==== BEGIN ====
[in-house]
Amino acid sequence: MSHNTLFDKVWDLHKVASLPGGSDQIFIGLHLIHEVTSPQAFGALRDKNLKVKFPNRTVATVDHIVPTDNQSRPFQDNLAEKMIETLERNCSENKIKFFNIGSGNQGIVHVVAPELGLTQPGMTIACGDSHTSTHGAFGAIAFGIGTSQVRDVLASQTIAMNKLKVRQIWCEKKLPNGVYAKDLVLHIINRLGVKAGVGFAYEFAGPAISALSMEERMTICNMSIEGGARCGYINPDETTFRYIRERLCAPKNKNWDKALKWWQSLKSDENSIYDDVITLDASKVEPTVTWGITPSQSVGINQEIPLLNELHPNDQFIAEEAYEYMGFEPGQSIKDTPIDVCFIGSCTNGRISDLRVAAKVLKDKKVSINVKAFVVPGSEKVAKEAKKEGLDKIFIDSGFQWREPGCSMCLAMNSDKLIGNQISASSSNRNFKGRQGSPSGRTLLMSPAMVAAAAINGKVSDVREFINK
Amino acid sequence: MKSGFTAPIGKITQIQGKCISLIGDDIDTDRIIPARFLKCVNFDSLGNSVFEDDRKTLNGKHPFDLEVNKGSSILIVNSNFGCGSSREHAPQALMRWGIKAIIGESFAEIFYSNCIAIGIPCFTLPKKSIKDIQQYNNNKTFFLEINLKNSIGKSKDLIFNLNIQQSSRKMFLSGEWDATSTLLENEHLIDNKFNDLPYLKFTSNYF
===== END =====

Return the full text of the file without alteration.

[in-house]
Amino acid sequence: MSHNTLFDKVWDLHKVASLPGGSDQIFIGLHLIHEVTSPQAFGALRDKNLKVKFPNRTVATVDHIVPTDNQSRPFQDNLAEKMIETLERNCSENKIKFFNIGSGNQGIVHVVAPELGLTQPGMTIACGDSHTSTHGAFGAIAFGIGTSQVRDVLASQTIAMNKLKVRQIWCEKKLPNGVYAKDLVLHIINRLGVKAGVGFAYEFAGPAISALSMEERMTICNMSIEGGARCGYINPDETTFRYIRERLCAPKNKNWDKALKWWQSLKSDENSIYDDVITLDASKVEPTVTWGITPSQSVGINQEIPLLNELHPNDQFIAEEAYEYMGFEPGQSIKDTPIDVCFIGSCTNGRISDLRVAAKVLKDKKVSINVKAFVVPGSEKVAKEAKKEGLDKIFIDSGFQWREPGCSMCLAMNSDKLIGNQISASSSNRNFKGRQGSPSGRTLLMSPAMVAAAAINGKVSDVREFINK
Amino acid sequence: MKSGFTAPIGKITQIQGKCISLIGDDIDTDRIIPARFLKCVNFDSLGNSVFEDDRKTLNGKHPFDLEVNKGSSILIVNSNFGCGSSREHAPQALMRWGIKAIIGESFAEIFYSNCIAIGIPCFTLPKKSIKDIQQYNNNKTFFLEINLKNSIGKSKDLIFNLNIQQSSRKMFLSGEWDATSTLLENEHLIDNKFNDLPYLKFTSNYF